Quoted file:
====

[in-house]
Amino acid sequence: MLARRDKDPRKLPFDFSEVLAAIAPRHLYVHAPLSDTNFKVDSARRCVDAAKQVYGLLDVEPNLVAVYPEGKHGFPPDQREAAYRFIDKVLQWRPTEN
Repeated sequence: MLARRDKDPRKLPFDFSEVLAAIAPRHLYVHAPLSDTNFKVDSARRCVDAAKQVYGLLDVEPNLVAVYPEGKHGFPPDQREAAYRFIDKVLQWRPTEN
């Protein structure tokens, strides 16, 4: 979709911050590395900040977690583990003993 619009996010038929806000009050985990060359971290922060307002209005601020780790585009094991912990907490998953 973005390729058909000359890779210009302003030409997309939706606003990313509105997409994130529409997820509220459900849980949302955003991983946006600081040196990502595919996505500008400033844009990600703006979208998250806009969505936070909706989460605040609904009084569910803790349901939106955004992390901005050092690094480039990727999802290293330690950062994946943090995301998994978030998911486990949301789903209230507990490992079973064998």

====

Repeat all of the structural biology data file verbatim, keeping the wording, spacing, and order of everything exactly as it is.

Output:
[in-house]
Amino acid sequence: MLARRDKDPRKLPFDFSEVLAAIAPRHLYVHAPLSDTNFKVDSARRCVDAAKQVYGLLDVEPNLVAVYPEGKHGFPPDQREAAYRFIDKVLQWRPTEN
Repeated sequence: MLARRDKDPRKLPFDFSEVLAAIAPRHLYVHAPLSDTNFKVDSARRCVDAAKQVYGLLDVEPNLVAVYPEGKHGFPPDQREAAYRFIDKVLQWRPTEN
């Protein structure tokens, strides 16, 4: 979709911050590395900040977690583990003993 619009996010038929806000009050985990060359971290922060307002209005601020780790585009094991912990907490998953 973005390729058909000359890779210009302003030409997309939706606003990313509105997409994130529409997820509220459900849980949302955003991983946006600081040196990502595919996505500008400033844009990600703006979208998250806009969505936070909706989460605040609904009084569910803790349901939106955004992390901005050092690094480039990727999802290293330690950062994946943090995301998994978030998911486990949301789903209230507990490992079973064998």